Separate names with a comma.
Discussion in 'Strings [BG]' started by NoiseNinja, Jul 5, 2017.
Helpful, and yet hilarious...
This thread feels like Monday, but it's Wednesday.
I would suggest you take that route today
Of course it's ironic, we're indignant at your indignance.
Instead of attacking, you could have just taken the tools we gave you and figured it out for yourself.
but human nature prevailed
This is most definitely sig worthy!
One option, buy every set of strings that are made for every stringed instrument and try them all until you find ones that work.
Hello OP! Simply buy 5 string set, remove the high g string, and use the bottom four. You will want a .120 or .125 for your low string (.125 is probably best, as this is short scale).
At the risk of suffering some of the OP's very freely-given ire, I'll chime in and note that I used a set of D'Addario EXL160S strings in .050-.105 to tune my MiKro to drop C. I'd imagine that may work for C standard, as OP has stated a preference for floppy strings.
I'd also recommend emailing the good folks at Stringjoy to see if they might help.
::calmly raises shields::
This is a fantastic thread
This whole thread just reads like: "Can I get some help here?" And then "No, not like that, you're helping me wrong!"
Sorry to bust up this love fest, but OP - would you please change the post to read "C F Bb Eb".......its really setting off my OCD. OK, party on!
Does Stringjoy make strings short enough to fit the Mikro? I think anything over .105 might snap at the tuning peg if the string is too long
Is there a reason it should be shown "Bb Eb" instead of "A# D#"?
I first learned the notes all by their # names and then the first time I came across the circle of fifths referred to in b's it confused the heck out of me and it took me some effort to relearn.
I am just wondering if one of these is actually officially correct, as I see different teachers and players use the different terms?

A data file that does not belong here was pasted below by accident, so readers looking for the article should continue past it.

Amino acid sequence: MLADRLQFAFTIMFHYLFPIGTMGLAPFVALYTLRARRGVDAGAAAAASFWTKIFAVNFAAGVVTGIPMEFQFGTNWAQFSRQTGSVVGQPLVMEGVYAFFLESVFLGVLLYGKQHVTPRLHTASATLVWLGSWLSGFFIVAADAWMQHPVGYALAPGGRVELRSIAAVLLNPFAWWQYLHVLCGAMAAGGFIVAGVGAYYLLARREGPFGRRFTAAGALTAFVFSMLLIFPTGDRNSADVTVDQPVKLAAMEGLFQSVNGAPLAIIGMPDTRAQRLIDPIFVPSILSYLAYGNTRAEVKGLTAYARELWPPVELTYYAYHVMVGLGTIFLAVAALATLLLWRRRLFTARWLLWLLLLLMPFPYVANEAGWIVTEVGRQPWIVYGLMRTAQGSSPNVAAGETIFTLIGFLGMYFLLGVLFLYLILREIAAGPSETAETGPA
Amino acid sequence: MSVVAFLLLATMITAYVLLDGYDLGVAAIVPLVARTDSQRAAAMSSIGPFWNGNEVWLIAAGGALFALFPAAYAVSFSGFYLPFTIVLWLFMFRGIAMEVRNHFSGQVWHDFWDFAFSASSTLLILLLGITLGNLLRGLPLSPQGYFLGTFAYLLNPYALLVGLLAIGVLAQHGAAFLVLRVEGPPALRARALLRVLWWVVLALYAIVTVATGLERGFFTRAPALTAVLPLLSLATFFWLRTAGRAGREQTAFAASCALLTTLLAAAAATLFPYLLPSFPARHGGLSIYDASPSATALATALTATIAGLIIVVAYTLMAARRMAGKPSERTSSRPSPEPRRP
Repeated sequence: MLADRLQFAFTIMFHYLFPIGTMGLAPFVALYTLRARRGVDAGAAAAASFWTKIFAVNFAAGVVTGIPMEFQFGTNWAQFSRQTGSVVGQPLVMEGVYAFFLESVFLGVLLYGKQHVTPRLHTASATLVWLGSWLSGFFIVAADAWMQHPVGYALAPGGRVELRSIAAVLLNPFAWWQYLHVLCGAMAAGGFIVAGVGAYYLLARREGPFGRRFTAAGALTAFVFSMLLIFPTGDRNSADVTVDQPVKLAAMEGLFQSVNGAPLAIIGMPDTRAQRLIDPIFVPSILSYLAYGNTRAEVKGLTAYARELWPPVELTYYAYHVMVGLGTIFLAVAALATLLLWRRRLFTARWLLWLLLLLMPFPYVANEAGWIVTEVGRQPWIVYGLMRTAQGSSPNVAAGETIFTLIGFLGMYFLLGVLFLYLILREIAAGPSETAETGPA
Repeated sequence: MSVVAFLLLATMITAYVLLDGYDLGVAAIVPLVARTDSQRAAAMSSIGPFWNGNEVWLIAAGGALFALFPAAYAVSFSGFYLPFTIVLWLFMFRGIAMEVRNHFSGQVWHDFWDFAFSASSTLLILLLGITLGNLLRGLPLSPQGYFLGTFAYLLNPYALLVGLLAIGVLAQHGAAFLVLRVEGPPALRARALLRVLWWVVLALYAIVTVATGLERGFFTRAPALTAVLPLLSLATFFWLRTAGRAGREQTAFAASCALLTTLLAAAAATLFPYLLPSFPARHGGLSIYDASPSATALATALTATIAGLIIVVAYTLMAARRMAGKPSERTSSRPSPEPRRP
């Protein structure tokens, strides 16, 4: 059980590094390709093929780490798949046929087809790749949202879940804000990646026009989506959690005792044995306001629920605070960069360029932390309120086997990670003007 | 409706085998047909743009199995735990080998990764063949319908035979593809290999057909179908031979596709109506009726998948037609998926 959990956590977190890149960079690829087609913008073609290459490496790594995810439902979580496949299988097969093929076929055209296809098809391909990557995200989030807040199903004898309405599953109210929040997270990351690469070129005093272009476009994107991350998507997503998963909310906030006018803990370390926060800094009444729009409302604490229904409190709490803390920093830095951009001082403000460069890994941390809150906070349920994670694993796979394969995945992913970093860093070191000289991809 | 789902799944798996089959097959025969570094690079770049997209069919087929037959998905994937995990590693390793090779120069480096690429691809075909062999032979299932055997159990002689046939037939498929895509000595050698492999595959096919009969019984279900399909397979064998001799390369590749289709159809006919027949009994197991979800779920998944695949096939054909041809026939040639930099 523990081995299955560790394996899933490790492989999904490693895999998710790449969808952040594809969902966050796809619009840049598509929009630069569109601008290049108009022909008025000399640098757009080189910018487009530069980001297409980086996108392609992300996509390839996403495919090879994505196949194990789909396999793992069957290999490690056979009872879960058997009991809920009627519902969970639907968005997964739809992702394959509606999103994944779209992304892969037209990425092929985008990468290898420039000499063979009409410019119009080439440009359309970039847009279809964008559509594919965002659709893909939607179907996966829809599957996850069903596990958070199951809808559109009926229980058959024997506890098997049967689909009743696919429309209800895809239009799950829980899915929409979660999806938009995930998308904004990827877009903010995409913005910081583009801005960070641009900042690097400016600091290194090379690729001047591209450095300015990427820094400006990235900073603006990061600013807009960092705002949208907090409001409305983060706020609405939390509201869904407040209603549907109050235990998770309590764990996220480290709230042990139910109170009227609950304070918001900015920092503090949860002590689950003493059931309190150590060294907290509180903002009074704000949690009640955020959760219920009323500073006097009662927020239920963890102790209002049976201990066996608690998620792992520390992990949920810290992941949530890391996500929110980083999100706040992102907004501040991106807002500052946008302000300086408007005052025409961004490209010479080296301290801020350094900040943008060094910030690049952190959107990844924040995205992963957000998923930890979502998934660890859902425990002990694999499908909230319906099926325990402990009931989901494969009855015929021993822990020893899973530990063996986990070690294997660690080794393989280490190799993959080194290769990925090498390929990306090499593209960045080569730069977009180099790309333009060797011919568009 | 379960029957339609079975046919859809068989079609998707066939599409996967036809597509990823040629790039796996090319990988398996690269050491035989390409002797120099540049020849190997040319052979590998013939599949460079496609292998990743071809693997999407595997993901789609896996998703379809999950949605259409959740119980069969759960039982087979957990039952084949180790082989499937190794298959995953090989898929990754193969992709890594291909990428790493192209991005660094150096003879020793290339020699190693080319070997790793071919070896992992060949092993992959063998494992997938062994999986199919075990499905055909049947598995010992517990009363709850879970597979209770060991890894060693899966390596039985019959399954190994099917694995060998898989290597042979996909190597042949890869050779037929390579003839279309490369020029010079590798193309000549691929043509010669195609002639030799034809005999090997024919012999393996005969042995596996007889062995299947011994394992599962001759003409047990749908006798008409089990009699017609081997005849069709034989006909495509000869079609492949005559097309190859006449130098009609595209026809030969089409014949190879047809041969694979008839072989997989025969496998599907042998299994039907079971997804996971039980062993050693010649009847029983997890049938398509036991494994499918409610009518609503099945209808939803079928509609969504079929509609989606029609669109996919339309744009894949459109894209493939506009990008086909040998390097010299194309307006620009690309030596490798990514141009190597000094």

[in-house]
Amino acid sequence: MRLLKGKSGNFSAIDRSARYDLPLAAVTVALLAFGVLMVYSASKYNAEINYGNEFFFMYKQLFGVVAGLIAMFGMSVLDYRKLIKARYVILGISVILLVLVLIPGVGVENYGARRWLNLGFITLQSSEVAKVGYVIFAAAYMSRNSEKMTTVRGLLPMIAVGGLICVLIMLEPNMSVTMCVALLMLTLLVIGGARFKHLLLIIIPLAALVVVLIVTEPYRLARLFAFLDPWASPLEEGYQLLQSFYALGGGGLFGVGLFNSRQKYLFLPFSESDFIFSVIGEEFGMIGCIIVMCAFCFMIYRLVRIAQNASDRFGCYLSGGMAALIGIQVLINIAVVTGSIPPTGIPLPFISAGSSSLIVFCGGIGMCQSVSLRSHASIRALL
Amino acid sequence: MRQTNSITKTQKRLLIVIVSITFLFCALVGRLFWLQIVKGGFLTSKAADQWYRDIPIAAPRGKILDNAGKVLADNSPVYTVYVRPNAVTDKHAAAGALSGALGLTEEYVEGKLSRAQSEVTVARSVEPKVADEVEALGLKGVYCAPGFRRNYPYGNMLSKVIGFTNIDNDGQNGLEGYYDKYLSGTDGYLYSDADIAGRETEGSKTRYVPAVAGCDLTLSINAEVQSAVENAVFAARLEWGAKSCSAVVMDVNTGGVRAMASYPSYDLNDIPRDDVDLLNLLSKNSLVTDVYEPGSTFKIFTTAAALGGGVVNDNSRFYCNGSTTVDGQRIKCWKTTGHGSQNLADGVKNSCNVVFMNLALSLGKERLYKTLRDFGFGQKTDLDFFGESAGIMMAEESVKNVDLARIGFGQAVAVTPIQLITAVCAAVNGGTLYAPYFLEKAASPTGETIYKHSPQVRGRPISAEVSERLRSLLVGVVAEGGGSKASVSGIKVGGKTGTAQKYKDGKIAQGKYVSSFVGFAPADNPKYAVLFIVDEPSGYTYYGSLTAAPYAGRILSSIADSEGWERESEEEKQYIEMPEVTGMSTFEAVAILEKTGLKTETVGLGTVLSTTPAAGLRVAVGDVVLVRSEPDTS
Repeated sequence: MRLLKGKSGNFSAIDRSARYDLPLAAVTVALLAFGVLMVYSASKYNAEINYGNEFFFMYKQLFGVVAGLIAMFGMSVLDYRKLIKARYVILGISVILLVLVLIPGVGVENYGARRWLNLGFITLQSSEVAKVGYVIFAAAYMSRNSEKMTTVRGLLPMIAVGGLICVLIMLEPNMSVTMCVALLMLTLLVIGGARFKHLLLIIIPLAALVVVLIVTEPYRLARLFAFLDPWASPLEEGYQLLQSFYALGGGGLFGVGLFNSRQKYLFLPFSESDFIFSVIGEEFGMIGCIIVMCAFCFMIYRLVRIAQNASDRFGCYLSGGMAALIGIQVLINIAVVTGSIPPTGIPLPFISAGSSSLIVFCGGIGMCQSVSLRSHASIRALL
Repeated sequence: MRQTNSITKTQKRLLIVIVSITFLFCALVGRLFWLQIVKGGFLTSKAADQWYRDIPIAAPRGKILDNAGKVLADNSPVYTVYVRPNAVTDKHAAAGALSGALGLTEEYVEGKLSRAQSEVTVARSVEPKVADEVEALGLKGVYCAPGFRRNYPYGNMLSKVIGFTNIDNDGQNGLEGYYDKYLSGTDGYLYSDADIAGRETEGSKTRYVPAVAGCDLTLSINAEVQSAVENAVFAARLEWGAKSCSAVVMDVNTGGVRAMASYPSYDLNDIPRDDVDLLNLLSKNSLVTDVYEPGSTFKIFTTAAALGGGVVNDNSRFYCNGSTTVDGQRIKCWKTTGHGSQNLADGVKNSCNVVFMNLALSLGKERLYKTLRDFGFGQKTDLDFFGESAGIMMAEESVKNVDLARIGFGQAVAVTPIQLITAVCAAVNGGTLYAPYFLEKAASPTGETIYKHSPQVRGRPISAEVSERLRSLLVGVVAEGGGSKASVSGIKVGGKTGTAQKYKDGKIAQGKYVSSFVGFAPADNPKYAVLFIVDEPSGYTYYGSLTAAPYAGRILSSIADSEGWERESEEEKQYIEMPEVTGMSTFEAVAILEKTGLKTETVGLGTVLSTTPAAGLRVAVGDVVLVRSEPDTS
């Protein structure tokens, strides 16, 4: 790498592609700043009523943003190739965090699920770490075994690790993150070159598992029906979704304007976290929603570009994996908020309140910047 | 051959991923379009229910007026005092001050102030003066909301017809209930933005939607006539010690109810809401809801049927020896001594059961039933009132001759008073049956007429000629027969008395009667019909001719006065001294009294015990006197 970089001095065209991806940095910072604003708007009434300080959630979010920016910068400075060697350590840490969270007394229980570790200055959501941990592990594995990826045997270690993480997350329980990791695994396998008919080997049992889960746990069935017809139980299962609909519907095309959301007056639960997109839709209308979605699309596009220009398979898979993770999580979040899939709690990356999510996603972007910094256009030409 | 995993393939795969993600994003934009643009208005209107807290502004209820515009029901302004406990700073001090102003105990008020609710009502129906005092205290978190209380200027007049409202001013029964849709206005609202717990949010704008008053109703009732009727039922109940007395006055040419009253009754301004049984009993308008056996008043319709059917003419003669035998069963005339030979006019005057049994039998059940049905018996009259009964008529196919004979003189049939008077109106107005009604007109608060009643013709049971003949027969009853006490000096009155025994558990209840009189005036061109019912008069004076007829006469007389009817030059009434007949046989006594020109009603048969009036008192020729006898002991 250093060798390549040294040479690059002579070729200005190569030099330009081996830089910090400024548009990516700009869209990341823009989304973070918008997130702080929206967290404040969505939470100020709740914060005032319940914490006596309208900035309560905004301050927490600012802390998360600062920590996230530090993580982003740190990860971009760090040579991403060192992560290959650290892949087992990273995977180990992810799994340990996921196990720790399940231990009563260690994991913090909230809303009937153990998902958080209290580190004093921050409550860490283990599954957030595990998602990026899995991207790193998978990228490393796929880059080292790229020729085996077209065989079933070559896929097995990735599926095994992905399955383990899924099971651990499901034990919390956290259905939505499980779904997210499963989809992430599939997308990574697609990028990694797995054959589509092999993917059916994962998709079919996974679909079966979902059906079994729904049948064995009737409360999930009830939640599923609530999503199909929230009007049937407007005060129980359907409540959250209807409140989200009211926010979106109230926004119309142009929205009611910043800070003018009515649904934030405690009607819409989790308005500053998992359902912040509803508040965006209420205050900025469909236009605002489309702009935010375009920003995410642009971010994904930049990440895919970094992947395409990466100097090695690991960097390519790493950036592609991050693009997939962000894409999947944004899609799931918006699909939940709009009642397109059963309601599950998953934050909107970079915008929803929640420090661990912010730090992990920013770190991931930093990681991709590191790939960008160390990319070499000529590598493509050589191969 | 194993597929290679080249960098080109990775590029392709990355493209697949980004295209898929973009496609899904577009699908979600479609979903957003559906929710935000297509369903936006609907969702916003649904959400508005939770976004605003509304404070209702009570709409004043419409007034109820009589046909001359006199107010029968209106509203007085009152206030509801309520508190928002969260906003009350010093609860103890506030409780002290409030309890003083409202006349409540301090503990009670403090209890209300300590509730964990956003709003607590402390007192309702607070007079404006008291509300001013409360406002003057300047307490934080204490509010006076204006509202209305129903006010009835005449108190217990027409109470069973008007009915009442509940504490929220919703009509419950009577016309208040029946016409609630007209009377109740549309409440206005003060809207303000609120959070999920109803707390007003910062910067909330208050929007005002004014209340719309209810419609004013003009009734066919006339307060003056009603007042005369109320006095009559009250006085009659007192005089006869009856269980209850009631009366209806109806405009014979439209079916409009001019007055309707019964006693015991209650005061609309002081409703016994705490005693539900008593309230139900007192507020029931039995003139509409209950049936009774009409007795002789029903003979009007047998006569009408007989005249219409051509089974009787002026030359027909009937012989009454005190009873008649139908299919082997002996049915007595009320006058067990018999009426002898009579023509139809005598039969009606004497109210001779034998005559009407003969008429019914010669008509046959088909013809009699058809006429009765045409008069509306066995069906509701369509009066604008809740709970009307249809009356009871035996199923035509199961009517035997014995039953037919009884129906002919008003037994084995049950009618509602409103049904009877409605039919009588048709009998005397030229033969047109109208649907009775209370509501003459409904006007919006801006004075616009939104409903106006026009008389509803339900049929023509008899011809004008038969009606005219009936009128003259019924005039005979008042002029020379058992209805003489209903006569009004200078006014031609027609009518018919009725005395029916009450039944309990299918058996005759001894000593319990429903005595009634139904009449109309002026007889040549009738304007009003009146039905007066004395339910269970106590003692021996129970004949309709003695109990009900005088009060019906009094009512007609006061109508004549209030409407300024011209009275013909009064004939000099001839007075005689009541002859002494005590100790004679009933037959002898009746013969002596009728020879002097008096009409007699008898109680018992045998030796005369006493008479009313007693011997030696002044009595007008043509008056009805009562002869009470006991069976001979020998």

With C as the starting point, the strings are tuned in 4ths (basses are usually tuned in 4ths, but starting on E).
Go up 4 letters. C, D, E, F. That's how we got to a note called "F" weather it be F natural, F sharp, or F flat (that's why there's an F# in a C lydian scale, with an augmented 4th degree)
Now go up 4 letters from F - F, G, A, B - whatever the value of the 4th degree from F, will be a "B" something - in this case Bb
4 letters again - B, C, D, E - so Eb
Circle of 4ths, in other words, we just aren't circling around the whole way
Another way of looking at it....the key of Bb has 2 flats. The key of A# has 10 sharps - that's 10 sharps for 7 notes (C##, F##, and G##). That's just insanity, even though it's technically correct. Keep it simple - call it Bb.
Enharmonics are notes who share a frequency value but are called by different names. C = B# = Dbb = A### and so on. Use the simplest name at any given time.
I'm not 100% certain, but I think people have already done enough of OP's research for him.
I was actually asking because I just purchased a 28.6" scale ESP fiver
The stock strings have a chorusing effect, possibly from lack of tension...I've got some short scale Jamersons on the way though!
Useful string physics rough rule: For 2 strings at equal tension, the ratio of gauges will be roughly equal to the ratio of frequencies.
So multiply your current gauges by 1.26 (the frequency multiplier for 4 semitones).
.040, .060,.075,.095 ->
.050, .075, .095, .120
But anyway, good to see you have ordered a more balanced set.
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